Desktop word processors are powerful programs that can be adapted to users’ preferred ways of working, but they have their limitations, particularly when document editors are working as a team.
Many of the tools available in desktop word processors are now available online and in some cases these tools are more powerful. This is the case for online dictionaries such as Word Reference [<http://www.wordreference.com
>], and also for automatic translators, such as Google Translate [<http://translate.google.com
>] and Microsoft Translator [<http://www.bing.com/translator
Teamwork can be enhanced by synchronising desktop files to a shared online copy, as with the service offered by DropBox [<http://www.dropbox.com
The most radical option is to do away with the desktop word processing environment altogether, at least in the initial stages of text creation. Basic online word processors are a viable alternative to desktop software. Popular options are GoogleDocs (recently rebranded as Google Drive) [<http://www.google.com/drive
>], Zoho [<http://www.zoho.eu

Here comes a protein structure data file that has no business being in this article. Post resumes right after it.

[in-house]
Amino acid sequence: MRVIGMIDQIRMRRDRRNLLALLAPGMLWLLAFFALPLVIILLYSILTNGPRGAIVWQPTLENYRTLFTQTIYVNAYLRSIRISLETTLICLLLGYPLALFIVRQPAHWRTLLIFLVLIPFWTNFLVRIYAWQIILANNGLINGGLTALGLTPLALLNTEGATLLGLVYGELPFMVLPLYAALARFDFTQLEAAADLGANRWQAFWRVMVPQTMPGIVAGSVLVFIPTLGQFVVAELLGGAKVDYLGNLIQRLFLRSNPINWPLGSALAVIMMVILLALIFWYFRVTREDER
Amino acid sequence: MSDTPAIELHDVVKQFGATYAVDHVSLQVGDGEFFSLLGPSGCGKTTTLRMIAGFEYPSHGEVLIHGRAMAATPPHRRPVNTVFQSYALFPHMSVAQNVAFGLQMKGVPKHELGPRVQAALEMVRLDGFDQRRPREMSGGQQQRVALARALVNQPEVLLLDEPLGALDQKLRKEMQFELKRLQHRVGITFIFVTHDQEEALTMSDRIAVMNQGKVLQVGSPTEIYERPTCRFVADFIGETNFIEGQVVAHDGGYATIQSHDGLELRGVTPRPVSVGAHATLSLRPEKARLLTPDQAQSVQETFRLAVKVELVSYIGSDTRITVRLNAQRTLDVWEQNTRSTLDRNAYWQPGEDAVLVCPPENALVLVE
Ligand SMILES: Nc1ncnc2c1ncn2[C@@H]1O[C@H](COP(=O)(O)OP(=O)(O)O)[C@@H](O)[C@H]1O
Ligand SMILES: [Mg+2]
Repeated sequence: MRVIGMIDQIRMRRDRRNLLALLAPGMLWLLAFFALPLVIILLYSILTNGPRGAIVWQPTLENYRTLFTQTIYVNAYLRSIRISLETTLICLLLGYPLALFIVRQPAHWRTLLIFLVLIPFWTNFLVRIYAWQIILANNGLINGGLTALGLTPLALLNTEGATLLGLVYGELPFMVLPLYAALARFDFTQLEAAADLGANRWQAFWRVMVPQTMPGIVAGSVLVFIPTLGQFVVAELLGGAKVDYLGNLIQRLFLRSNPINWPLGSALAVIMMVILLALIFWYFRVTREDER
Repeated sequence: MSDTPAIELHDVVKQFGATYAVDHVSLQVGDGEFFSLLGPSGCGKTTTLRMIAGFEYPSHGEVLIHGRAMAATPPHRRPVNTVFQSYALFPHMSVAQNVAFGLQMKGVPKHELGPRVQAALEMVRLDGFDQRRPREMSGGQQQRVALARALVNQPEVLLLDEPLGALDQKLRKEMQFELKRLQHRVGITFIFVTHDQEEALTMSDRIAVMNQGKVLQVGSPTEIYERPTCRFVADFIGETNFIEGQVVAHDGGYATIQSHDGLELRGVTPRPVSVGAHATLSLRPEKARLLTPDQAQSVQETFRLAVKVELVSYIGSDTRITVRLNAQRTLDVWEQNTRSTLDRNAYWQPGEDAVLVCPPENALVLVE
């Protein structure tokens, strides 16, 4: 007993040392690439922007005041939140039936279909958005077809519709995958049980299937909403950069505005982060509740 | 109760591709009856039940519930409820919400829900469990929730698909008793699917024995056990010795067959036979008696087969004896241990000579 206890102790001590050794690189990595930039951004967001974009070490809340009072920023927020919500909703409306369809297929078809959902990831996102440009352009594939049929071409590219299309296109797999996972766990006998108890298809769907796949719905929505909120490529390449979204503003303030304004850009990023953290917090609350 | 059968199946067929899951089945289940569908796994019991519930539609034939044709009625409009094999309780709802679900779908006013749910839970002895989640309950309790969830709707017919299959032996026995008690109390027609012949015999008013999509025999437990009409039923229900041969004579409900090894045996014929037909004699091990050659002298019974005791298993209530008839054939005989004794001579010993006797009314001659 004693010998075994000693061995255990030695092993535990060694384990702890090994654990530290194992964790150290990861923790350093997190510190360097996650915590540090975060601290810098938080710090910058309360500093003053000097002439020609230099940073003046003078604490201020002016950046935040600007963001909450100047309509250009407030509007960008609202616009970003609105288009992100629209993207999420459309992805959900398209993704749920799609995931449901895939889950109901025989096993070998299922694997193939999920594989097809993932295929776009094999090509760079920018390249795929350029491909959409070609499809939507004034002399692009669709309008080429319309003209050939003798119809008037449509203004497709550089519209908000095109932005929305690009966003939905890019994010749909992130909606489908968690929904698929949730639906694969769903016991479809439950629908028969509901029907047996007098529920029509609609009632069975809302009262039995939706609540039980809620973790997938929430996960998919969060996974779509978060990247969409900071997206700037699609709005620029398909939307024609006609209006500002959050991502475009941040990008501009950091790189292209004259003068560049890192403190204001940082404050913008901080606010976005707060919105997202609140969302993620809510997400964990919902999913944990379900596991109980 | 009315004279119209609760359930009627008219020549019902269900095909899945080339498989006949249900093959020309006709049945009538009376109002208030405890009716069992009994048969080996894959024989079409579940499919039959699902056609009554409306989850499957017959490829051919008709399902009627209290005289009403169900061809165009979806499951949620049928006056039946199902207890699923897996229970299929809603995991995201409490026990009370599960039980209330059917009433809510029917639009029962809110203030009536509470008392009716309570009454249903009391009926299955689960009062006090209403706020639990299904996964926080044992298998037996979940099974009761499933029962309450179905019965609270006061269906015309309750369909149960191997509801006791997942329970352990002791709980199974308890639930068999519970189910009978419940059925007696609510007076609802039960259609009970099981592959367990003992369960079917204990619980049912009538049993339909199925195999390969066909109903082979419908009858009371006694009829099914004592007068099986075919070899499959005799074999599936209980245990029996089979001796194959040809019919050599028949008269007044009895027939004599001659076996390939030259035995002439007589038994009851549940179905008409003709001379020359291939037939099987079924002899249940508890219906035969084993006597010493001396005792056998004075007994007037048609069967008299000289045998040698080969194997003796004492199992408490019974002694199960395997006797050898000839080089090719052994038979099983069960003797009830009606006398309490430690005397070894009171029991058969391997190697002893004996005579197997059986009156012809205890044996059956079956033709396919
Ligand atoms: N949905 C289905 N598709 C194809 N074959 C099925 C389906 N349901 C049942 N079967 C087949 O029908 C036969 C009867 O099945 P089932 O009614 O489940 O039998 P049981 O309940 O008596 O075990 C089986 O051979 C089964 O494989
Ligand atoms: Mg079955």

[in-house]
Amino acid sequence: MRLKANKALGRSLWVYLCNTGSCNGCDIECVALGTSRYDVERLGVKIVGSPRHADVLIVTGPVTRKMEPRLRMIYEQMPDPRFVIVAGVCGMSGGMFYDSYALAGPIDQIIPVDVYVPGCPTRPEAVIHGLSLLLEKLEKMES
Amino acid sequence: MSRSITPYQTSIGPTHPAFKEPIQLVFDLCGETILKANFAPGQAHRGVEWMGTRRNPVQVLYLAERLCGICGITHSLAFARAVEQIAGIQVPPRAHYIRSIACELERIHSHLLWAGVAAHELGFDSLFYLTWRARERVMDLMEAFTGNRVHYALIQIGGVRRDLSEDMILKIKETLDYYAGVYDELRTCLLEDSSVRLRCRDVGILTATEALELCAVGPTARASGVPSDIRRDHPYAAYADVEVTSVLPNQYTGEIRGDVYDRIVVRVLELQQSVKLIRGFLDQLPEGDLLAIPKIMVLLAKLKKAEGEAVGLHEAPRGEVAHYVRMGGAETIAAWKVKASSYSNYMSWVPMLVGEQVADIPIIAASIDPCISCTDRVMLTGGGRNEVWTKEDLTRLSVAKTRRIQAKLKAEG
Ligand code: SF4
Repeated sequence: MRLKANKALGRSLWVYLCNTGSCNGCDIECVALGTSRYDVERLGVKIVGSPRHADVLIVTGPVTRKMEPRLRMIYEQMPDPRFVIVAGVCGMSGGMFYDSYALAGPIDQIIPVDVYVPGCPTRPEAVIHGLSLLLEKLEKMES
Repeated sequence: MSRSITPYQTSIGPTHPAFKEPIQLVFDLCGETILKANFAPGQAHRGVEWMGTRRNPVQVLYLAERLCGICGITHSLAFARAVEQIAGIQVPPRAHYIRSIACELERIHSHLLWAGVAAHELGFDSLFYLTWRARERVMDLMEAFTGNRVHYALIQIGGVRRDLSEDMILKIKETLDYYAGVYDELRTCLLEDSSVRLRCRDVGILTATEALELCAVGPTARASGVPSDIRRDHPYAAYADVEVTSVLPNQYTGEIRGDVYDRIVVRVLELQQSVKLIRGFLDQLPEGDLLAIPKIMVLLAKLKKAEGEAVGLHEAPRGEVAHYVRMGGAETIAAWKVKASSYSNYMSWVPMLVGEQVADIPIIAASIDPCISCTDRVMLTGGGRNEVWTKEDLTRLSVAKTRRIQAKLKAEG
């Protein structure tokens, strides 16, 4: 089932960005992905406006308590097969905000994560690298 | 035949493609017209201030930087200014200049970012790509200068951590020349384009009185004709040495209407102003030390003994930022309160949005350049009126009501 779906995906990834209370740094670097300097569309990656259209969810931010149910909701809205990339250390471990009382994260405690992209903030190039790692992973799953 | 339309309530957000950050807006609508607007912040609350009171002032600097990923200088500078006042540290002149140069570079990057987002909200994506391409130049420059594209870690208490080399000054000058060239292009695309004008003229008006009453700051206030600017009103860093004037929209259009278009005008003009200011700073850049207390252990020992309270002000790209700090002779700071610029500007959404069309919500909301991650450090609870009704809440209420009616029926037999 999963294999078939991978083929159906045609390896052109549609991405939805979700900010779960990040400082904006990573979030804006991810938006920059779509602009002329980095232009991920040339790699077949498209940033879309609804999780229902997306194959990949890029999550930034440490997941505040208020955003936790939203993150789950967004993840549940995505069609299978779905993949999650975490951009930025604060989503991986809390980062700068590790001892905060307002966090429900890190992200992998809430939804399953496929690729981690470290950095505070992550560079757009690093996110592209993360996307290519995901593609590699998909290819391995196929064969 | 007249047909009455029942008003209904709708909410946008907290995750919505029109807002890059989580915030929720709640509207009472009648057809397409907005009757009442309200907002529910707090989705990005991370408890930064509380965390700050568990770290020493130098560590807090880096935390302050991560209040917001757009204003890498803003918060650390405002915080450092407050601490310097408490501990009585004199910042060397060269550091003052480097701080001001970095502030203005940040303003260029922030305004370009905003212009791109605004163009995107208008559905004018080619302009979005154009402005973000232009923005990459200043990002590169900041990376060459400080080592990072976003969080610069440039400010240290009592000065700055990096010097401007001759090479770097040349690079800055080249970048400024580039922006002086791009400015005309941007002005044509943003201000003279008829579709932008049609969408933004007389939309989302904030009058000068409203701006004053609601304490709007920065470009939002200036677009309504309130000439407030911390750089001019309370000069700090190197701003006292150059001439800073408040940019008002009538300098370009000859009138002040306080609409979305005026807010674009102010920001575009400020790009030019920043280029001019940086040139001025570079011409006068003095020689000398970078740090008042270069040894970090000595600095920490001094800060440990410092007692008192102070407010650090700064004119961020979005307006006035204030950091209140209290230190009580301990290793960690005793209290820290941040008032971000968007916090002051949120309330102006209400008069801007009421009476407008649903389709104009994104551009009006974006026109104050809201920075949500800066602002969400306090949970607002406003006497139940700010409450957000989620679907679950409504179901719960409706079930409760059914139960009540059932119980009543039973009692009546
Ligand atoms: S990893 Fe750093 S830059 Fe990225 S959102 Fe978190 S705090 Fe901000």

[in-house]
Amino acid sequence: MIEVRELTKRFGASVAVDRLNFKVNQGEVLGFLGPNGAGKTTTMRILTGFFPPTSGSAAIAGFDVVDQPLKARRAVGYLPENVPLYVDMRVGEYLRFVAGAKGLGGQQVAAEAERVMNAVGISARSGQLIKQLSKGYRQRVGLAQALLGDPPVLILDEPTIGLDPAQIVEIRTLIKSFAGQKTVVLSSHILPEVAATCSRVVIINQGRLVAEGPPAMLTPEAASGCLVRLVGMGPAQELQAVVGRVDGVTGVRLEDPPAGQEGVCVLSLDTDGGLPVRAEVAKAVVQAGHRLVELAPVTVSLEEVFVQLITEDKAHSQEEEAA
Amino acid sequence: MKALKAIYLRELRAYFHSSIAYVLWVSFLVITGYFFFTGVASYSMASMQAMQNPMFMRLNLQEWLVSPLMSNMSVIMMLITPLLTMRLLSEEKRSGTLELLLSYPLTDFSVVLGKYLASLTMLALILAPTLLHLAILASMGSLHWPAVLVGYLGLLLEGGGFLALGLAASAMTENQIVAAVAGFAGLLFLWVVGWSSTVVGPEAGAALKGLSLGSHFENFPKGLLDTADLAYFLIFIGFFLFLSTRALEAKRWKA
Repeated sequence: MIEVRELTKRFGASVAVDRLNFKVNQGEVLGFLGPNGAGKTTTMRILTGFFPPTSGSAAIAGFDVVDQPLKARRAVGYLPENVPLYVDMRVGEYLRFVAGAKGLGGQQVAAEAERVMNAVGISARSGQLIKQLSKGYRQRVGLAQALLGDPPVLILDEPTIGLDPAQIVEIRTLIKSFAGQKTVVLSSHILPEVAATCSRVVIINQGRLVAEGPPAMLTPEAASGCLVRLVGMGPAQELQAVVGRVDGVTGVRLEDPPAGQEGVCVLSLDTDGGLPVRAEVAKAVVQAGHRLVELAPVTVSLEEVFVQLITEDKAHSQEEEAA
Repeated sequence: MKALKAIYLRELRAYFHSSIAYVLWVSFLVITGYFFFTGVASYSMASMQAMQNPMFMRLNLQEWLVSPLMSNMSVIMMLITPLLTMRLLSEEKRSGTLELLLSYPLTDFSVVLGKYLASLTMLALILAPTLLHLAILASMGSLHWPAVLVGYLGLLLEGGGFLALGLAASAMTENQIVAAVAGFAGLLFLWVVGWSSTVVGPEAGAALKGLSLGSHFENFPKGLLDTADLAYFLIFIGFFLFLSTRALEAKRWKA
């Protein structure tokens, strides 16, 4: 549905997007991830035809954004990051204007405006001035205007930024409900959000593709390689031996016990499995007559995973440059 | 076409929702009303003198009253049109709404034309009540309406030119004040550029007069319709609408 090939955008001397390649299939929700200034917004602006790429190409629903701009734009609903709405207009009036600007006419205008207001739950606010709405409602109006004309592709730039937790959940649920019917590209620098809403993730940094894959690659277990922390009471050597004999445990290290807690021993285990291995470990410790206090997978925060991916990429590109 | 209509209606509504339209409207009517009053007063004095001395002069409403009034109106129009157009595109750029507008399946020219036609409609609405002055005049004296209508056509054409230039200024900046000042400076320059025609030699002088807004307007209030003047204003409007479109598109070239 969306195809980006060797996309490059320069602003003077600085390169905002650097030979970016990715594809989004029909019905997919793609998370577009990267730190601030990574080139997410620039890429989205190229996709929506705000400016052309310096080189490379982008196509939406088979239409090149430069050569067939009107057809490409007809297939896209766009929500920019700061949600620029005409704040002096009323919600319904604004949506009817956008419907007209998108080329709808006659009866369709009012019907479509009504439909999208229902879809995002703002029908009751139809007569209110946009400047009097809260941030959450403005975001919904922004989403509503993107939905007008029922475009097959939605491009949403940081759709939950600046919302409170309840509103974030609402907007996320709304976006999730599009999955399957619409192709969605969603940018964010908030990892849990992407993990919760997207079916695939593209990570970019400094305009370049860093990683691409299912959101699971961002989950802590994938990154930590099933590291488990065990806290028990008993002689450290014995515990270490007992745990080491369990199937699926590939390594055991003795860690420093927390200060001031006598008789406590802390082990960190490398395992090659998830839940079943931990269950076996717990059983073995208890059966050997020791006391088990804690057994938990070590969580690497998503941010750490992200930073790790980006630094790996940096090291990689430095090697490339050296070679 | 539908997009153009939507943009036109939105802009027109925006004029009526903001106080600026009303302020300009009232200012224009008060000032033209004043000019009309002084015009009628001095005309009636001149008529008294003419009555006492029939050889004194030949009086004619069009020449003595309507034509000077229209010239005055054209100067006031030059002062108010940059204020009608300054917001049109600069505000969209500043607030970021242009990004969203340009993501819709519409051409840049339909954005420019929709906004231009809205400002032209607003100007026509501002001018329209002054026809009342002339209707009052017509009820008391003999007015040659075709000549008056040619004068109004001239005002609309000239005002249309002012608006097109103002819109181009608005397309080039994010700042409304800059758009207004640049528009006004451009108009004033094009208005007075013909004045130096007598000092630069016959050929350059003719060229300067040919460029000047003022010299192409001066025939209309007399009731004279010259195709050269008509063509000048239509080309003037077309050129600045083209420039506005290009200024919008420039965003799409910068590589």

>] and Microsoft Office 365 [<http://www.office.com/
>]. On the other hand, if you want an alternative to Google, there are a number of possibilities, including Synqion [<http://www.synqion.com
>], Nextcloud [<http://www.nextcloud.com
>] or Tresorit [<http://www.tresorit.com
>]. (For a useful website listing these and other possibilities, see Pixel Privacy [<http://www.pixelprivacy.com
The word processing environment in these online editors is more rudimentary but they offer advantages over desktop word processors:
- File storage is more secure online than on a local hard disk.
- All previous versions are stored and the editing of each version can be traced.
- Since all editors work on the same version, there is never any conflict between versions from different sources.
- There is enhanced integration with other online resources, such as automatic translation and dictionary look-up.
Online systems also facilitate the use of shared translation memories and terminology databases. Together with the use of specialised automatic translation systems, these hold much promise for the future as a viable method of fast, cheap, approximate translation and for the preparation of first drafts of foreign language texts, which need limited post-editing to be converted into quality publications.
Authors can experiment with this kind of system for free with Google Translator Toolkit [<http://translate.google.com/toolkit?hl=en
>]or Wordfast Anywhere [<http://www.freetm.com
>]. The use of online word processing and translation tools is bound to increase in the future.
Finally, however, be aware that your own organisation may well have created university-specific tools for online collaboration. In some cases, there may be institutional preferences or requirements for the exclusive use of such dedicated tools and you should get acquainted with both these tools and whatever guidance or instructions are provided on their use.